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Home Availability Imbalance Continues

A full year into the pandemic, and the housing market, while flourishing in some areas, has found its inventory having dropped 32.5% from March 2020 year-over-year. These findings come courtesy of HouseCanary’s “One Year Later: Understanding COVID-19’s Impact on the U.S. Housing Market” report, detailing a full-year impact of the pandemic on the nation’s housing market.

The drop in housing supply from March 2020 to March 2021 was partially the result of the rising costs of supplies, such as lumber, which have been hard to come by during the pandemic due to global supply chain issues. The National Association of Home Builders (NAHB) recently reported that the price of lumber has tripled over the past year, forcing the price of a new single-family home to rise $35,872 on average.

And with the dip in inventory, the number of listings under contract rose 4.6% during the first year of the pandemic, outpacing 2019’s figures. This spike in demand occurred as mortgage rates sat near historic lows, government relief arrived and millions of Americans yearned for more space in the new work-from-home environment.

“Although most crises tend to trigger a surge in listings for sale and downward pressure on prices, the past year saw many homeowners sit on their equity, while eager homebuyers bid up the market,” said Chris Stroud, Co-Founder and Chief of Research for HouseCanary.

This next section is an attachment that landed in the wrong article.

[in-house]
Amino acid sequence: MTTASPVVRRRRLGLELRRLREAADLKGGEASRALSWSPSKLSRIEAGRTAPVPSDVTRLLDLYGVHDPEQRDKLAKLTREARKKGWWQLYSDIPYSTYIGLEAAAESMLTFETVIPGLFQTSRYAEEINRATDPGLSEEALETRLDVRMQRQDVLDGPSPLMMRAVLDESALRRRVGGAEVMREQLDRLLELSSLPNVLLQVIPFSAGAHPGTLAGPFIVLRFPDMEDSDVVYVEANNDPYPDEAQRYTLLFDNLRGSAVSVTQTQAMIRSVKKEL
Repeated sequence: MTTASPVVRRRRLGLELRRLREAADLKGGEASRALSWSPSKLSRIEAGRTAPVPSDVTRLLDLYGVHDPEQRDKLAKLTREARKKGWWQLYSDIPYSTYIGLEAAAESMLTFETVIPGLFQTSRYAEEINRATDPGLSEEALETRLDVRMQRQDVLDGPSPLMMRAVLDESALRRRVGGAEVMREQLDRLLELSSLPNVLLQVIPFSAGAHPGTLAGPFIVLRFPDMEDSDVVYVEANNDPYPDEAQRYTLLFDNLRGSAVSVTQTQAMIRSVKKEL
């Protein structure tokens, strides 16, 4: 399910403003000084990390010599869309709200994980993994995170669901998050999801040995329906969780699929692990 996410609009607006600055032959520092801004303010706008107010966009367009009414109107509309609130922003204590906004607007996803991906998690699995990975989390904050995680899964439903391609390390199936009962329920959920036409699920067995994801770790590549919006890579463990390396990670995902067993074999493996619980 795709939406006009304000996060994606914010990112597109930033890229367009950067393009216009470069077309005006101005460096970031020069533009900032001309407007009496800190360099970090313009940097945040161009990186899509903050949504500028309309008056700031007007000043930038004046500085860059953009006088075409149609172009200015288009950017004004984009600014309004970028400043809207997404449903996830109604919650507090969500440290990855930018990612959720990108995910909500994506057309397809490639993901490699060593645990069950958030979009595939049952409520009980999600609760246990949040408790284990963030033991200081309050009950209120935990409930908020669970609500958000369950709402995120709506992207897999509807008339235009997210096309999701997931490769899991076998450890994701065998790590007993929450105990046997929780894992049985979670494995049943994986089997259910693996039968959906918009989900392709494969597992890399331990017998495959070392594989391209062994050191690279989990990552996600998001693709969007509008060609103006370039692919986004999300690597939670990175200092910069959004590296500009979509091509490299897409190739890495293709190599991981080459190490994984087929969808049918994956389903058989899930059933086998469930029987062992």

Brittany Murphy, Principal Data Scientist for HouseCanary added, “Our analysis suggests that increased household formation in suburban areas and more work-from-home opportunities may perpetuate this supply-demand discrepancy for the foreseeable future.”

The study also found that homes spent a median of 12 fewer days on the market, compared to the same period the year prior, due to an increasing number of buyers chasing an ever-shrinking set of available inventory throughout 2020. The median listing price increased by 15.0%, while the median closing price jumped 18.7% from March 2020 to March 2021. During the same period, the median listing price per square foot increased by 19.0%, with the median closing price per square foot rising 17.5%.

Click here to view HouseCanary’s “One Year Later: Understanding COVID-19’s Impact on the U.S. Housing Market” report.

About Author: Eric C. Peck

Eric C. Peck has 20-plus years’ experience covering the mortgage industry, he most recently served as Editor-in-Chief for The Mortgage Press and National Mortgage Professional Magazine. Peck graduated from the New York Institute of Technology where he received his B.A. in Communication Arts/Media. After graduating, he began his professional career with Videography Magazine before landing in the mortgage space. Peck has edited three published books and has served as Copy Editor for Entrepreneur.com.

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